A Game of Shadows with the IT Admin

"Shadow IT” refers to the IT systems, solutions, and services used by employees in an organization without the approval, knowledge, and support of the IT department. It is also referred to as “Stealth IT.” In its widely known usage, Shadow IT is a negative term and is mostly condemned by IT teams as these solutions are NOT in line with the organization's requirements for control, documentation, security, and compliance. Given that this increases the likelihood of unofficial and uncontrolled data flows, it makes it more difficult to comply with SOX, PCI DSS, FISMA, HIPAA, and many other regulatory compliance standards.

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The growth of shadow IT in recent years can be attributed to the increasing consumerization of technology, cloud computing services, and freeware services online that are easy to acquire and deploy without going through the corporate IT department.

  • Usage of Dropbox and other hosted services for storing and exchanging corporate information can be shadow IT.
  • Installation and usage of non-IT-approved software on company-provided devices is also shadow IT. Whether it is installing a photo editing tool, music player, or a pastime game, if your IT regulations are against them, they can also be shadow IT.
  • BYOD, not in accordance with the IT policy, can contribute to shadow IT as IT teams have no way of finding out and protecting corporate data stored on personal devices.
  • Even usage of USB drives or CDs to copy corporate data from corporate devices can be considered shadow IT, if the company’s IT policy has mandated against it.

CHALLENGES & ADVERSE IMPACT OF SHADOW IT

The foremost challenge is upholding security and data integrity. We can risk exposure of sensitive data to sources outside the network firewall, and also risk letting malicious programs and malware into the network causing security breaches. Some companies take this very seriously and stipulate strict IT regulations which require IT administrator’s access to install new software on employee workstations. Some websites can also be blocked when on the corporate network if there are chances of employees exposing data thereat. These could be social media, hosted online services, personal email, etc.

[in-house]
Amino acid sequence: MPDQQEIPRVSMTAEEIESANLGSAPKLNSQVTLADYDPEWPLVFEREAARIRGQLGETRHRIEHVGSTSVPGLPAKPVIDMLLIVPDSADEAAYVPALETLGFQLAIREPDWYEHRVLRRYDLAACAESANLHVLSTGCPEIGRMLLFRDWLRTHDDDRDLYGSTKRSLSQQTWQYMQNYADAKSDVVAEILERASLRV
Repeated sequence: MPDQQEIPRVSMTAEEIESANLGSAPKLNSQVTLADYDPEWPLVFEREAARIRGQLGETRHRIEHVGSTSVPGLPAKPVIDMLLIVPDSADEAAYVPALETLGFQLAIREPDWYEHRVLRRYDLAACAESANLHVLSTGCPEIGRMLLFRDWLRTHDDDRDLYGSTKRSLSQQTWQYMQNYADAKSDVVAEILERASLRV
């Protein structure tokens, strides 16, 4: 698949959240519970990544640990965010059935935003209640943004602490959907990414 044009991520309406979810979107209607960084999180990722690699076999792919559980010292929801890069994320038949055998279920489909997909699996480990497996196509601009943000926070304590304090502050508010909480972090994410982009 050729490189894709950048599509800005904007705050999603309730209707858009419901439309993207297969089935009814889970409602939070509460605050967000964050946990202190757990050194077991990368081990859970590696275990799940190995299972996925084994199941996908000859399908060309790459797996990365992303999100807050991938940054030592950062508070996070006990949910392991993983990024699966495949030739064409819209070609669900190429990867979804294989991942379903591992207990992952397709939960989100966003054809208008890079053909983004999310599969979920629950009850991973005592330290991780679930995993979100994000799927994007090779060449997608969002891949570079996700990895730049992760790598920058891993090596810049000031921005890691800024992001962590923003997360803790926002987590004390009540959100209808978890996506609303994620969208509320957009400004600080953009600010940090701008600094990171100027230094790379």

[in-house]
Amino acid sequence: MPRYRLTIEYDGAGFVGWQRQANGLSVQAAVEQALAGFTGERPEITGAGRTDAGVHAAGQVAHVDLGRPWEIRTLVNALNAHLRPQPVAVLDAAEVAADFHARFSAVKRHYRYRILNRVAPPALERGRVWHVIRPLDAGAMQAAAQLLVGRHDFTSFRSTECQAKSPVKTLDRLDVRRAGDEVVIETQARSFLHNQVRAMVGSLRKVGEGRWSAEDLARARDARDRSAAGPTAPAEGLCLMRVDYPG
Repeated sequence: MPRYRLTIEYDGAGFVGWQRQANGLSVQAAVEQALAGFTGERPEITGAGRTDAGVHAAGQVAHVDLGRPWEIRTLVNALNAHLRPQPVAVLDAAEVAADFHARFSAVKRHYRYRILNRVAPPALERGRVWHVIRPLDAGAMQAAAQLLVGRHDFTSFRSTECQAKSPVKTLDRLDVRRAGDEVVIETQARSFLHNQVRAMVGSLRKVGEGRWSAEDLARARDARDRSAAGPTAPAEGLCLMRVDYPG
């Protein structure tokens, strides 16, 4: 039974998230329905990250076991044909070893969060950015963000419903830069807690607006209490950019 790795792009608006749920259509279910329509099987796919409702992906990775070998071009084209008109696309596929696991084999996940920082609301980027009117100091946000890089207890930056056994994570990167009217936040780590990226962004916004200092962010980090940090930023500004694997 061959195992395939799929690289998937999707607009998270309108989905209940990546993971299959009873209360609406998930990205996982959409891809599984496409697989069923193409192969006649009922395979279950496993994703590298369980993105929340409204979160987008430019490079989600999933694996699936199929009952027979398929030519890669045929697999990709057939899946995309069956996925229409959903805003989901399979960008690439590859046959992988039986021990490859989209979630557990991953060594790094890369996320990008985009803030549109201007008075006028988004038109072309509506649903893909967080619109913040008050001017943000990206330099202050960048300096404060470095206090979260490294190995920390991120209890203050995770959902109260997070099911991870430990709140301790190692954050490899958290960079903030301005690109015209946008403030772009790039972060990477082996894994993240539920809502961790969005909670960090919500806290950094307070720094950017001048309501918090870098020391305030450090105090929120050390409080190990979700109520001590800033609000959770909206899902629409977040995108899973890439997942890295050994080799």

There have been various instances of compliance violations and financial penalties for companies that have had their customer information hacked due to the presence of intrusive malware in an employee’s system, leading to massive data breaches. Should we even start talking about the data breaches on the cloud? It'll be an endless story.

Additionally, shadow IT sets the stage for asset management and software licensing issues. It becomes an onus on the IT department to constantly scan for non-IT-approved software and services being used by employees, and remove them according to policy.

SHOULD SHADOW IT ALWAYS REMAIN A TABOO?

This is a debatable question because there are instances where shadow IT can be useful to employees. If IT policies and new software procurement procedures are too bureaucratic and time-consuming and employees can get the job done quickly by resorting to use free tools available online, then—from a business perspective—why not? There are also arguments that, when implemented properly, shadow IT can spur innovation. Organizations can find faster and more productive means of doing work with newer and cheaper technologies.

 

What is your take on shadow IT? No doubt it comes with more bane than boon. How does your organization deal it?

Anonymous
  • DEpends on the environment and vertical. But for most part, I see it locked down.

  • I think it depends on the environment. Shadow IT tools can create much worse problems in certain environments, and would be a smart move not to allow them. On the other hand, I know of SysAdmins who have their own hidden collection of shadow tools that help get past the occasional hurdle that requires an "out-thebox" solution.

  • Hard to see what other regions are adding to the network

  • I think one piece to solving this problem is bringing Shadow IT out of the shadows and letting it happen in the open and not necessarily discouraging it completely.

    I think you certainly need to secure your production infrastructure and control what types of activities take place there, this is certainly not the place for shadow IT activities.  However, I think it is important to let IT people have a place where they can have that creative outlet to play with new technologies even if it isn't directly related to any specific company sponsored project.  By doing this IT folks keep their skills sharp, they have the creative outlet they need to enjoy their job and they learn about new technologies that may at some point benefit the company.  The solution is to create a lab for this that is detached from the production infrastructure and allow your IT folks to allocated a certain percentage of their time involved in learning activities which can include working in the lab.

  • shadow IT is odd though, as more and more companies expect their users to personally supply mobile devices etc